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FACEBUSTER is a chunky, geometric, slab-serif display font that uses minimal open/white space,
(or negative space as it is referred to in typographic terms) in its letterforms, to make a bold statement.
It has a playful, yet refined look and offsets the other fonts in this poster, called Hurry Up and Giddy Up,
because they are opposite in style, shape and structure, being narrow and curvy, and belong more
to the sans serif font classification. However, all of these fonts have a fun, “Western” kind of feeling
to them, so compliment each other well for that reason.
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Transparent square shapes created by Veerle, rotated and scaled to
create a feeling of movement /or a ripple-wave effect.
- see Veerles spirograph tutorial for more advanced examples.
Examples of Linear and other gradients with background images, created soley with CSS3,
To me, graphic design is a visual means of interpreting the world around us in an artistic and abstract way, using electronic media or two-dimensional media (such as print), through the combination of things like colors, shapes, illustrations, and/or typography, to create something new and different that is unique, yet commonly recognizable, and allows the viewer to see something familiar, in a new way. It is also a form of art and visual communication that we cannot do without. Graphic design is everywhere, but takes many forms and styles. While not exactly true art like painting its purpose is to communicate a feeling or a message to an audience in a clever, fun or engaging way. It embodies creating new things as well as recreating things that have already been made, i.e. tracing over a flag with Illustrator.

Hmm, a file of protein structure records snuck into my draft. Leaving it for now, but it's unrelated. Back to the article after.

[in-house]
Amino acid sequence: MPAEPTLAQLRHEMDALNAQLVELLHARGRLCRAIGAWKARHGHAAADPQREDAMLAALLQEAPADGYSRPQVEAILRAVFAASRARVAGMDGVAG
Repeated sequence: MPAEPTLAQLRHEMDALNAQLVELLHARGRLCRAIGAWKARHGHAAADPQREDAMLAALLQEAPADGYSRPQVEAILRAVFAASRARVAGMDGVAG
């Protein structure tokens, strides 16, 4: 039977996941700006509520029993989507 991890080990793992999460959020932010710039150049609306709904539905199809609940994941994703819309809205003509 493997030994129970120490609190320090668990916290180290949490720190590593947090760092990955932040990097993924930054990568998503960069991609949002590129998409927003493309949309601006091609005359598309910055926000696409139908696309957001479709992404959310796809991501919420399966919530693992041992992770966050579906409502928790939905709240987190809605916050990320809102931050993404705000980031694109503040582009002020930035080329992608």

There are two types of graphic design that dominate the media world today: print design and onscreen design whether for the Internet, or for media such as television and films/movies. Print design is different from web design in distinct ways. Web design is supposed to emulate printwork, but is constructed differently due to the limitations and non-permanent nature of the Internet, which is based on computer code and onscreen displays. Print design by contrast, is a physical media that can be created as an object that can be viewed in person, such as a poster to be posted on a wall, or a paper document that is passed out as a flyer, a compilation of pages for a brochure, or many pages printed as a book. Print and web design also use different color systems. They both have one thing in common though, which is the visual communication of ideas and information using similar elements: such as typography, illustrations, photos, and graphics. Good graphic design is easily recognizable, but creating it is challenging and involves learning to see things in a totally new and innovative way, and to be able to use the programs effectively enough to accomplish this.
my flickr key words:
favorite photos on Flickr
Butterfly Gallery Photo Pool:
Veerle poster competition entry:
What is Graphic Design?